Equipment Q&A: Capital Equipment Tax Incentives
|Mike D. Farrell, President and CEO, Sentry Equipment Corp.|
How do you think the tax cuts for capital equipment and lending measures featured in the Small Business Jobs Act of 2010 will affect the processing industry?
“Most of the hydrocarbon and chemical processing industries are not small businesses, and if this act only applies to small businesses, it may even require the balancing of lost tax revenues with higher tax rates for these processing industries. That said, the Small Business Jobs Act of 2010 should be viewed as beneficial overall, just not for our customers who already are burdened with increasing regulatory issues.”
John Morrison, Manager of Business Development, Hamilton Sunstrand, www.hamiltonsundstrand.com.
“This single piece of legislation includes numerous provisions that will build on the momentum we created at the International Manufacturing Technology Show (IMTS) to spur manufacturers across the country to make the investments necessary to improve their competitiveness. Two more years of increased expensing, together with another year of bonus depreciation, is a major victory for companies who were inspired by what they saw at IMTS.
“It’s been a difficult two years. The Association for Manufacturing Technology members, as well as the broader manufacturing community, are skeptical about the future, especially given proposals in Washington to increase taxes and add costly regulations on their businesses. Access to credit is still a problem, and the global market heavily favors our foreign competitors.
“It’s no wonder companies have been slow to invest in their businesses. This new law has the potential to help small manufacturers gather some steam heading into next year, because 2011 may prove to be another tough year.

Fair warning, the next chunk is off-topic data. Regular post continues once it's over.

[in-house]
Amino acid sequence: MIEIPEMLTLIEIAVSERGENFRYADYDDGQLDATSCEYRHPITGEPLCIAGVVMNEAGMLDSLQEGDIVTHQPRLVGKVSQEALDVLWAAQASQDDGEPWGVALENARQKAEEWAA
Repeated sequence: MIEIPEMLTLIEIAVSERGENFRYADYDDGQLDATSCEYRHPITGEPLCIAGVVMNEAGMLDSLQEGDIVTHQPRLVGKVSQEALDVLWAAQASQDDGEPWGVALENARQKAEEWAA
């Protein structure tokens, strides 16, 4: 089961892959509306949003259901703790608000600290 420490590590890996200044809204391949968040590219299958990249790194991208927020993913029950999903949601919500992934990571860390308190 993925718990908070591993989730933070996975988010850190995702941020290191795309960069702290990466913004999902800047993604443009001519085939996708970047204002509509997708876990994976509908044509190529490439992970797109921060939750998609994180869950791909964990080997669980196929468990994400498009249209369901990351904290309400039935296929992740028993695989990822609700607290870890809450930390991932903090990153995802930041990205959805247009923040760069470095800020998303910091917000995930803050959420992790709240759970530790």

“The temporary tax incentives included in this law will help release the pent-up demand for new products and the export promotion support will enable more companies to explore new markets. Manufacturing technology suppliers are hopeful that the law’s lending initiatives will help loosen the credit logjam still gripping most of the industry.
“High taxes and over-regulation are killing innovation in manufacturing. The United States now lags behind our foreign counterparts in industries we once dominated. This new small business law provides temporary relief and assistance at a time when they’re desperately needed, but our elected leaders need to come together on a long-term plan that puts manufacturing at the top of our national agenda if we are to regain our competitive edge.”
Douglas K. Woods, President, Association for Manufacturing Technology, www.amtonline.org.
“From what I have seen, it appears this act will have little effect on capital investment or job creation. The cuts are simply not big enough, nor does [the legislation] provide enough certainty for businesses to base a decision.”
Mike D. Farrell, President and CEO, Sentry Equipment Corp., www.sentry-equip.com.
“We applaud several of the bill’s provisions, including the revival of expired bonus depreciation that allows companies to write off half the cost of new equipment placed in service in 2010, excluding from taxation capital gains from certain small business stock, and increasing opportunities to access credit and government loans.
“[However,] it’s difficult to see how this legislation is called a jobs bill when it ignores a significant per-employee cost hurting small businesses, which is the disproportionate regulatory burden they face every year.
“It is surprising, too, because Congress and the administration have reiterated the need to help manufacturers, yet nowhere in the President’s manufacturing revitalization strategy is there a plan to address the substantial cost of regulations burdening manufacturing. In fact, there isn’t even an acknowledgement that regulations do, in fact, bear on the cost of manufacturing in the U.S.”
Lawrence D. Sloan, President and CEO, The Society of Chemical Manufacturers and Affiliates, www.socma.com.